Now only a thin tale of land between the Mississippi and the Gulf of Mexico, Plaquemines, with Cordellville at its center, is the fastest disappearing landmass on Earth. And it is because of this that so many died in my own city of New Orleans.

Disappearing land

You gotta understand, Louisianas coast is unlike any other. It has almost no beaches. Its an intricate network of freshwater swamp, marsh and brackish bayous, a unique ecosystem married to a unique culture. In my short time on this planet, having lived and traveled in four continents, I have never met a kinder people. But their culture, with their land, is needlessly vanishing.

Just 130 miles west of Cordellville, the Atchafalaya River is actually building land. Here, a river diversion canal rushes freshwater and sediment into the marsh. Cypress and oak trees hold their line flush with the Gulfs saltwater. Even in winter it rages green and nearly impenetrable.

The ground is so firm, people have recently begun hunting in tennis shoes rather than duck boots. Each time I fly over it in a tiny airplane with whatever pilot I can coax into taking me, he shakes his head beside me because this land doesnt even appear on the planes navigation system.

But just a dozen miles to the east, the opposite is true.

Where there used to be farm land there are now only patches of marsh like torn scraps of cloth, the occasional row of dead cypress trees like skeleton hands reaches up toward us in the sky, a reminder of the saltwater intrusion which has decimated the swamps so swiftly nothing can adapt, and no mapping company can keep up.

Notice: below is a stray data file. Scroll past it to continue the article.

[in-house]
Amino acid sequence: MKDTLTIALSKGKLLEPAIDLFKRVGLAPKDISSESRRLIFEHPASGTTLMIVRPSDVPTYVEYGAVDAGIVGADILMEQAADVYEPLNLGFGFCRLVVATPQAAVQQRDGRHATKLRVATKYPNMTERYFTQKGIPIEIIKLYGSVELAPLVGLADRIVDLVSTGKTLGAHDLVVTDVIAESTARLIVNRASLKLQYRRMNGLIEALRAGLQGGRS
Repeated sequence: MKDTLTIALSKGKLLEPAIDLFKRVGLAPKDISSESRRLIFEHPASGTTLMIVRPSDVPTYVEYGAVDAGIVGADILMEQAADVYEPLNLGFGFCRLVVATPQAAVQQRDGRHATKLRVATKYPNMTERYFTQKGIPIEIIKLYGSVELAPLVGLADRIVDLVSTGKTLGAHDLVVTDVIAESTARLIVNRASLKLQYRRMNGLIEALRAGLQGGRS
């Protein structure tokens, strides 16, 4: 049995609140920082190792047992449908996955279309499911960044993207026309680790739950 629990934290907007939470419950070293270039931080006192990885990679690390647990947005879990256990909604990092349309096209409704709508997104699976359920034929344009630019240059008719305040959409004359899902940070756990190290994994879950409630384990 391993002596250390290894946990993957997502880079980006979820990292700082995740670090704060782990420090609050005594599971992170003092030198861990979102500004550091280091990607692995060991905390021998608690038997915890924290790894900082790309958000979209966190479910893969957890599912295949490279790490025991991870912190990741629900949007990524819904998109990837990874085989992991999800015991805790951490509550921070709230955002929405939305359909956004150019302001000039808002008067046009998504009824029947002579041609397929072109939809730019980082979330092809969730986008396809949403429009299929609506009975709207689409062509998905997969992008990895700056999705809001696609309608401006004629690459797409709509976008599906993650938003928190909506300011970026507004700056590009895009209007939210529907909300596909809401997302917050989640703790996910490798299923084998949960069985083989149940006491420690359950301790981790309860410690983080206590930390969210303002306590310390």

Over the next two hours, as I fly east toward Cordellville, it only gets worse as the few shards of remaining land marble into open water. Until all of a sudden nothing. We are over Plaquemines Parish, Cordellville a faint collection of trailers, size of a matchs flame on the dimming land. And I wonder what Chucks cooking up tonight.

The Ghost of Louisiana

Just as Cordellville was Ground Zero for Katrina, so too it is for coastal erosion.

Tonight, up in the air, the setting sun rages crimson, the horizon circling me rimmed with pink, stars burning overhead, the water lit like mercury, the dark sliver of land shining endless debris back at us, such a confluence of natures beauty and mans destruction I have never seen.

And then, as I look very closely, shivers run up my spine. There are stakes sticking out of the water beneath us. Tens of thousands of them, miles from land.

We take the plane down low and I realize that sure enough they outline what was once land, perhaps stuck there at some intermittent point when it would just barely submerge below high tide.

The ghost of Louisiana

Ive never seen a ghost before. But there it is, the ghost of Louisiana, all this water shining silver beneath the dying day. And through it, just ahead, reaches the end of the worlds most powerful river, all its force constrained within its levees, the worlds largest human creations, as it dumps the sediment of the entire American valley uselessly off the continental shelf into the Gulf.